Wedgaer Ironhand
   CR 4
   Gnome Paladin 4
   NG Small Humanoid
   Init: 0
   Senses: Low-light Vision; Listen +3; Spot +1
   Languages: Common, Gnome
   AC 15 touch 11, Flat-footed 15 (Chain Shirt) (+1 size, +4 armor)
   hp 30
   Fort +9, Ref +4, Will +5
   Speed: 20
   Melee: Mace, light +7 (1d4+1) or
   Ranged: Crossbow, light +5 (1d6/19-20 x2) range 80
   Space/Reach: 5 ft./ 5ft.
   Base Atk 4; Grp 1
   Combat Gear: Mace, light +1
   Spells Prepared: (CL 1)
       1st — (DC 12) Bless
   Spell-Like Abilities: (CL 0)
       1/day speak with animals (burrowing), 1/day dancing lights, ghost sounds, prestidigitation (DC 13)
   Abilities: Str 12, Dex 11, Con 14, Int 9, Wis 13, Cha 16
   SQ: Aura of Courage, Aura of Good, Detect Evil at will, Divine Grace, Divine Health, +1 Difficulty DC with illusionary spells, +4 dodge AC vs. giant type, +2 save vs. illusion
   Feats: Combat Casting, Heavy Armor Prof., Light Armor Prof., Medium Armor Prof., Shield Prof., Simple Weapon Prof., Weapon Focus (Mace)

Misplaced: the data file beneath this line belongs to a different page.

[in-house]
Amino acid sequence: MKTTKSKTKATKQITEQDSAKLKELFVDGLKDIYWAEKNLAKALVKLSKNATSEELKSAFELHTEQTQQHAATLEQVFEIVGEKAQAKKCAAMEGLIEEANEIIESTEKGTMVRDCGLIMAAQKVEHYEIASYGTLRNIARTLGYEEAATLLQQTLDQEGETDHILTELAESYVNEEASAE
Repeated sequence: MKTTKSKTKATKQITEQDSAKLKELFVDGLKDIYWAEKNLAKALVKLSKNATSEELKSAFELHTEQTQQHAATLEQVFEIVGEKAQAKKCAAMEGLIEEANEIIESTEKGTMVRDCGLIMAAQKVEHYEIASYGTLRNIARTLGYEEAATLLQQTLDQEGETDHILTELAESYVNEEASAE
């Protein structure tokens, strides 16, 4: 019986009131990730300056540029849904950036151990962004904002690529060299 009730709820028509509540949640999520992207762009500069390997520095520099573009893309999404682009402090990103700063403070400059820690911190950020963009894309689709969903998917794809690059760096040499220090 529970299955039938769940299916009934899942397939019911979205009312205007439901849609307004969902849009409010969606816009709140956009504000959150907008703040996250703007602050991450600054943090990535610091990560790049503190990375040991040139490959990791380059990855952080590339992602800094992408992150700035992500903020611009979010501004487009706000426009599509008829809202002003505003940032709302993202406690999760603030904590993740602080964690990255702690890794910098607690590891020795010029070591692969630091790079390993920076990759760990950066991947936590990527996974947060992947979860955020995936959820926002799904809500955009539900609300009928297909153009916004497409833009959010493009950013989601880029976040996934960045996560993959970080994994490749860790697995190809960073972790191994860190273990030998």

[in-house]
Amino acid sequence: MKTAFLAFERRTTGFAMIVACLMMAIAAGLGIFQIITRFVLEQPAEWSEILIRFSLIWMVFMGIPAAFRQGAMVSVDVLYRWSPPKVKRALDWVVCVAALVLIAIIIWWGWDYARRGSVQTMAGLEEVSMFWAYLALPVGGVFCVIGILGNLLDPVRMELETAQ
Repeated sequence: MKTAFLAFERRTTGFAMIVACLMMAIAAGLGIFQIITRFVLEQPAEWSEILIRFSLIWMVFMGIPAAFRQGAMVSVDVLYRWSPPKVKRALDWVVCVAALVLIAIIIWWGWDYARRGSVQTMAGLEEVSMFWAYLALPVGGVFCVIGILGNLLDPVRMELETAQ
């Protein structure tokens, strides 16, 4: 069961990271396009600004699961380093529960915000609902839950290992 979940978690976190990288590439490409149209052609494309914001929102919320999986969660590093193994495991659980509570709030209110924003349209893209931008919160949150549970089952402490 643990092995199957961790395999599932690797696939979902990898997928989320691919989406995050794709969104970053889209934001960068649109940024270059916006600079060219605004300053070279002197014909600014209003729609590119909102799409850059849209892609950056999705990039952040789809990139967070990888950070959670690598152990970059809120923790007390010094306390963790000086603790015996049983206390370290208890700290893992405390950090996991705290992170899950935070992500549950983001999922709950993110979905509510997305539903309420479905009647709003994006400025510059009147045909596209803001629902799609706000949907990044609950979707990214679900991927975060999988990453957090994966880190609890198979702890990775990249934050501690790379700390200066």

Skills: Concentration 7, Craft 1, Diplomacy 5, Heal 3, Hide 2, Listen 3, Ride 0, Search -1, Sense Motive 3, Spot 1
   Possessions: Combat gear plus Chain shirt +1, Potion of Bless Weapon, Potion of Endure Elements

04 February 2013

Kickstart THIS!

Two "new" Kickstarter projects have come to my attention that I want to pass on to the rest of you.

First of all are these Tavern Cards by Hannah Lipsky.

Some of you may know Hannah better as the operator of the random generator site, Chaotic Shiny. Hannah is a friend of mine, one that I've talked about here before. The random generators on her site are terrific and are a great spur for your imagination, gaming, and writing needs. Now she's taken the plunge from digital generators to physical--shall we say "analog"--generators with this Kickstarter.

From the Kickstarter description:
A gorgeous deck of full-color playing cards that you can use to randomly generate a tavern, then win at poker while you're there.

Tavern Cards is a random tavern generator in the form of a fully playable normal card deck....

You can play any normal card game with these cards. Or, you can draw a handful and use those to randomly generate a tavern.

All 54 cards have original full-color art. You can use the pictures as inspiration for your tavern, or just hand them to your players and say, "This is what you see." Many of the cards feature characters which you can use as NPC portraits.